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Hisham wrote:
On Tue, Aug 12, 2008 at 11:30 PM, Asko Kauppi <> wrote:
That's a refreshing point of view, and you might be right.

The flaw in the argument is to assume that the native packaging
systems are all functionally equivalent and that providing an
interface for them is a sufficient solution for the packaging needs of
a dynamic language. LuaRocks works in a way that rpm/deb/etc. can't:
it resolves dependency versions at require() time, and is designed to
allow multiple coexisting versions of packages transparently. Having
said that, nothing prevents from using LuaRocks as a build tool with
the end goal of producing platform-specific packages -- in fact, there
has been talk about this in the LuaRocks mailing list, and I find it
an excellent route for packagers who wish to provide native packages.
Some of the flexibility that LuaRocks provides, however, is lost, but
it may not be a problem for them, since it's a kind of flexibility
that is not present in their packaging systems to start with. On the
other hand, for those who need this flexibility, LuaRocks has proven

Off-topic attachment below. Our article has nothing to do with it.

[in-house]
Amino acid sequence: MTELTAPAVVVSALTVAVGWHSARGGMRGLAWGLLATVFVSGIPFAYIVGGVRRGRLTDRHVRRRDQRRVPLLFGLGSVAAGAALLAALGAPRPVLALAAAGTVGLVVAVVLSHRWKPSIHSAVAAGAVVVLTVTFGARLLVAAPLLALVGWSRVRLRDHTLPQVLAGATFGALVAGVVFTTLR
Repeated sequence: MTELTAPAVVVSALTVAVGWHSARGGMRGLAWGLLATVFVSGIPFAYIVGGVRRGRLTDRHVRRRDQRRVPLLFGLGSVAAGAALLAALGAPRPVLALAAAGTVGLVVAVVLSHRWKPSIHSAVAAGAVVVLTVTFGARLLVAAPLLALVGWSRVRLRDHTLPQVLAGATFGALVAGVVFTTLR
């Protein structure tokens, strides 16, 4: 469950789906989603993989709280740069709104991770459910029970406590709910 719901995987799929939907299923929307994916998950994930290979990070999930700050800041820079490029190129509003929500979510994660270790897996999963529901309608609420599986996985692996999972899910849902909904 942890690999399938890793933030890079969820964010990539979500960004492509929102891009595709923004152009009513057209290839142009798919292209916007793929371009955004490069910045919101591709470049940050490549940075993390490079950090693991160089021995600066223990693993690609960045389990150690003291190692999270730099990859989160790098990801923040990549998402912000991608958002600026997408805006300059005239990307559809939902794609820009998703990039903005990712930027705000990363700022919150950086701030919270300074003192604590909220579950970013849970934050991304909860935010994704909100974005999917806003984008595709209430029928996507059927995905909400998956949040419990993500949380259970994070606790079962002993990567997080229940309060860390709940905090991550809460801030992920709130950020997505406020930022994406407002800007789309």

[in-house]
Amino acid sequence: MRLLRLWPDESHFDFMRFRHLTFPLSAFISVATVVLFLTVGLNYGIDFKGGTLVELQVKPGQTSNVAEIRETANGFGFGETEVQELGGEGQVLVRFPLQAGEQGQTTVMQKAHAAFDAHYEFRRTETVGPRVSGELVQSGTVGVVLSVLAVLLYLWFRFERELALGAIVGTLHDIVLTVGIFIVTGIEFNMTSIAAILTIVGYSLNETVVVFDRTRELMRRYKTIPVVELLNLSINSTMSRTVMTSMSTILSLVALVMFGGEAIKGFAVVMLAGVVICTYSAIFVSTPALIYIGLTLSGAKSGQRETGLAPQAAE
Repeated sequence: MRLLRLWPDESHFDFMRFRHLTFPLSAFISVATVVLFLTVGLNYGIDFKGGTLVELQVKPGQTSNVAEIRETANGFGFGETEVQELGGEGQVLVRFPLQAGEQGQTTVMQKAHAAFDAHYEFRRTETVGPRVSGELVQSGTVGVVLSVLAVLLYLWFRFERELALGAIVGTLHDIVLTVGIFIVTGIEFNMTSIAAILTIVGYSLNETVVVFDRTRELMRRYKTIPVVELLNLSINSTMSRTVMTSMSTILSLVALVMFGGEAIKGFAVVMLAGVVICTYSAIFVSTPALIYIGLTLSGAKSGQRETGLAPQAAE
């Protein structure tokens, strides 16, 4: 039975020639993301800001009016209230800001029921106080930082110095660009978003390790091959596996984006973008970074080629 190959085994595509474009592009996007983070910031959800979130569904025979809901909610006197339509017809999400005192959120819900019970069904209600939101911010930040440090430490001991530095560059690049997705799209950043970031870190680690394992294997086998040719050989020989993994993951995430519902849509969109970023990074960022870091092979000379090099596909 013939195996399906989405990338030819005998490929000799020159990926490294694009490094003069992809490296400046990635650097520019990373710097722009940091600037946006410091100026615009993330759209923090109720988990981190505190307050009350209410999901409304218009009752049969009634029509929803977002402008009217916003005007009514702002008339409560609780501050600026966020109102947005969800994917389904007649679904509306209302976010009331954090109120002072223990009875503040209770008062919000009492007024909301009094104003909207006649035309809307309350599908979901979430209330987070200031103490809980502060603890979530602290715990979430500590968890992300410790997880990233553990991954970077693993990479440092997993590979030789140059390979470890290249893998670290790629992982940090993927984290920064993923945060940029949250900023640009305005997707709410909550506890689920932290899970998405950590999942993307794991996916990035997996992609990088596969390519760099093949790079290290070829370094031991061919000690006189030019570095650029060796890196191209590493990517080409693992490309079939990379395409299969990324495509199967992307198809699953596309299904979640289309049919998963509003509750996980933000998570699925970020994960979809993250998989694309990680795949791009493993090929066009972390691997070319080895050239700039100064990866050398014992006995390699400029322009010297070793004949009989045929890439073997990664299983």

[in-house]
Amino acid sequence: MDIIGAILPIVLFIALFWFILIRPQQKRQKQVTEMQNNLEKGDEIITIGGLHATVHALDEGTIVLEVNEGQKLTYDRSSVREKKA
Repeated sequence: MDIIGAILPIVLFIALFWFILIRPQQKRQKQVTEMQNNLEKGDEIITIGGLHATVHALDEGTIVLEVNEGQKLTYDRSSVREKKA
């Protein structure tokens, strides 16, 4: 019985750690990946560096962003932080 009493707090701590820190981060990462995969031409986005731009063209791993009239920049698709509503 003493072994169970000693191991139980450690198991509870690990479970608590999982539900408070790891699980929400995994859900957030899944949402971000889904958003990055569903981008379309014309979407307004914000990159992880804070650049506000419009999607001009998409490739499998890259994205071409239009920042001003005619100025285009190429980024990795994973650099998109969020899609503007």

to be a valuable tool, so dismissing it as a bad idea or unnecessary
diversity is, in my opinion, premature judgement.

My plan, if I ever get back to it, is to use make to
build Lua and the desired libraries into a platform specific package.

But instead of having make call the compiler to build the parts of
the package, it will call LuaRocks and use its builtin module
build type to call the compiler.

Wait! Why not just use the makefile with the module? Well, all of those
modules have slightly different makefile styles, and getting them
into shape for the platform specific make is pretty ugly. The developer
would have to merge my changes into their makefile too, or else
I'll have to change it again when they upgrade the source of their

Instead, I'm using make as a kind of meta-build system, and letting
LuaRocks read the rockspec which describes how to build the module
from source.

The platform specific build switches are in a special config.lua
for each platform.

It all seems complicated, but the LuaRocks team has made a very powerful
tool that is quite easy to manipulate once you get your arms around
the concepts.

I'm really quite happy with how LuaRocks works for me.

Cheers, Ralph